From parking lots and highways to suburban houses and hotel lobbies, Henry Wessel’s technically sophisticated photographs depict America’s social landscape.
Described by Wessel as a ‘work without words’, Incidents is a portfolio of 27 photographs recently acquired by Tate, depicting ordinary moments in the everyday lives of strangers. Captured from his car, on the street, or in other public places, and taken with minimal interaction with the subject, these commonplace scenes are framed by Wessel as if they were isolated moments from a grander narrative.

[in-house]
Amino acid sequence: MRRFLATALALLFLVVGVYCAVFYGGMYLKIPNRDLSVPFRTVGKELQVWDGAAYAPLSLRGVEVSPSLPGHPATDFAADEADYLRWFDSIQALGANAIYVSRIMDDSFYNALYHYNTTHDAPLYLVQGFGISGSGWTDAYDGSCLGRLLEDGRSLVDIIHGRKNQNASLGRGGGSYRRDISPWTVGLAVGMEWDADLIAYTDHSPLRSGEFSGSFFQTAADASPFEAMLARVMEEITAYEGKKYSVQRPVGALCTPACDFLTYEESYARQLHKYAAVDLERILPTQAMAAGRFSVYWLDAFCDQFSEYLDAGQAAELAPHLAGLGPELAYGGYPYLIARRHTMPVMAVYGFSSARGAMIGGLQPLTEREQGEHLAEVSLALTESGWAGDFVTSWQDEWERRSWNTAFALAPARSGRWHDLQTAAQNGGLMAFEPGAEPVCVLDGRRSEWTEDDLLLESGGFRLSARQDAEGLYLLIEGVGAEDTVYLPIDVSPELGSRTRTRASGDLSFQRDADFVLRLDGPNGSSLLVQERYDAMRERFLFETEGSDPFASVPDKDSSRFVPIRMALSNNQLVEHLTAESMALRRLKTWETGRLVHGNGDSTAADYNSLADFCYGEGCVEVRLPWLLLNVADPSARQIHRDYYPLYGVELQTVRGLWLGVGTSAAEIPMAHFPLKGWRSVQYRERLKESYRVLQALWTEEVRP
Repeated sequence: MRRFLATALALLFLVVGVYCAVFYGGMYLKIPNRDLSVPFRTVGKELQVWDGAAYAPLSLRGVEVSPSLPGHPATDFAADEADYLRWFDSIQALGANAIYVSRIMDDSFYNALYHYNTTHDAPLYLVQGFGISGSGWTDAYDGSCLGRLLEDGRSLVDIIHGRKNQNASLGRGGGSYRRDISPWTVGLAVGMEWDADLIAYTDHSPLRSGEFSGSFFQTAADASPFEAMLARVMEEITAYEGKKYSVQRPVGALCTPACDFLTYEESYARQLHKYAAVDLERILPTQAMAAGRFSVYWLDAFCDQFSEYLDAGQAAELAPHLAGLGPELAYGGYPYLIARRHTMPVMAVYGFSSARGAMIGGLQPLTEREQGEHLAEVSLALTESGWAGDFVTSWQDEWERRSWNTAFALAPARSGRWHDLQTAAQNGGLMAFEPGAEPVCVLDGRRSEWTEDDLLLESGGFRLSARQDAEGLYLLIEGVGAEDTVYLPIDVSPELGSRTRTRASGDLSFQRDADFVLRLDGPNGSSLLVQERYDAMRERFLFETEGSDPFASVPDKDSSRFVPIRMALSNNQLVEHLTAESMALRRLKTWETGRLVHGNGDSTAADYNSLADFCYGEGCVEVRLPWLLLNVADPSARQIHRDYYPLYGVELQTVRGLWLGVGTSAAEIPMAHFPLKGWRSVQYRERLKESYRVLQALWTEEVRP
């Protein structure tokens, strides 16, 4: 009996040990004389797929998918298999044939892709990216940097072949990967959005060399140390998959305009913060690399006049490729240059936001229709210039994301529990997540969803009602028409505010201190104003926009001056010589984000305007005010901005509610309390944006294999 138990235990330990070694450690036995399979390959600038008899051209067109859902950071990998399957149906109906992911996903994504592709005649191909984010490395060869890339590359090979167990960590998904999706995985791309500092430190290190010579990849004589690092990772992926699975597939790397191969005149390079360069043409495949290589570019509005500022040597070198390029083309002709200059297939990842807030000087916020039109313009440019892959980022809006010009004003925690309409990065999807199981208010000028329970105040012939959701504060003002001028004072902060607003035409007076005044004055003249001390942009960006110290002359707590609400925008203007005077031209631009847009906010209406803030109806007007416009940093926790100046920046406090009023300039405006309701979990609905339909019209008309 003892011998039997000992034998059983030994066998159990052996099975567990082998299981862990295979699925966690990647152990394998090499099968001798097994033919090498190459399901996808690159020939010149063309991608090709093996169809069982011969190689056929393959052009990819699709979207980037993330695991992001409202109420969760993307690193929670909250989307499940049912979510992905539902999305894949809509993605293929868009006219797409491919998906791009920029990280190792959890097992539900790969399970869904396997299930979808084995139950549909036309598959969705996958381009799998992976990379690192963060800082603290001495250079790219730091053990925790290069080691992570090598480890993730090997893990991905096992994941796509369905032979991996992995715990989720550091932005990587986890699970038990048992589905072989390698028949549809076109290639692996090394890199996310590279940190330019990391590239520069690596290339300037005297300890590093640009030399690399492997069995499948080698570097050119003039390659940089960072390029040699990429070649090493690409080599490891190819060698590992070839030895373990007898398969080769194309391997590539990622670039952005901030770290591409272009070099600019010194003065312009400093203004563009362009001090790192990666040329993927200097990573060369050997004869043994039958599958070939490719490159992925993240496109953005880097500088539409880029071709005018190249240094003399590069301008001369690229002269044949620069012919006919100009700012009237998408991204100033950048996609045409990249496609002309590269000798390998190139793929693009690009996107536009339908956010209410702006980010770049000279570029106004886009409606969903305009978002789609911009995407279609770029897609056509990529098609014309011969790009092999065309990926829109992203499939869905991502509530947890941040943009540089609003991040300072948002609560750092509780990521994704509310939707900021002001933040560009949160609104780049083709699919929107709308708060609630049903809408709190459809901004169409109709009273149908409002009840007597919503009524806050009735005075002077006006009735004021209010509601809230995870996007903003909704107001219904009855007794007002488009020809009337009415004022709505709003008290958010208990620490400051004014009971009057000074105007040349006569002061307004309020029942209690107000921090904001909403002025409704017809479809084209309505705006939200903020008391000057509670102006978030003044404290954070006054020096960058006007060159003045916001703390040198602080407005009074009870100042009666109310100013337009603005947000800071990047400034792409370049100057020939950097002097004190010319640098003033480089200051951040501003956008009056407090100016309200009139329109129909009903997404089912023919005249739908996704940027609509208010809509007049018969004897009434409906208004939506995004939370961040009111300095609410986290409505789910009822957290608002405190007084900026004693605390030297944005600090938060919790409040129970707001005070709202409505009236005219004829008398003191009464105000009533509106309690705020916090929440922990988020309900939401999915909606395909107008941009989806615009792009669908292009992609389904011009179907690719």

Incidents was not originally produced as a series. Instead, it emerged from Wessel’s process of returning to his archive of contact sheets and discovering connections between images taken years or even decades apart. Wessel has said that this manner of working distances him from the subjective experience of shooting.
Wessel has lived in the San Francisco Bay Area since 1971, attracted by the distinctive light of the West Coast, which remains central to his practice. The images in Incidents are printed in a range of grey tones with minimal contrast to capture that bright, soft quality. ‘My craft is duplicating the light that exists in the physical world. That’s my measure of a good print,’ he has said.
Henry Wessel was born in 1942 in New Jersey. He lives and works in Point Richmond, California.
Curated by Simon Baker and Shoair Mavlian
Text by Emma Lewis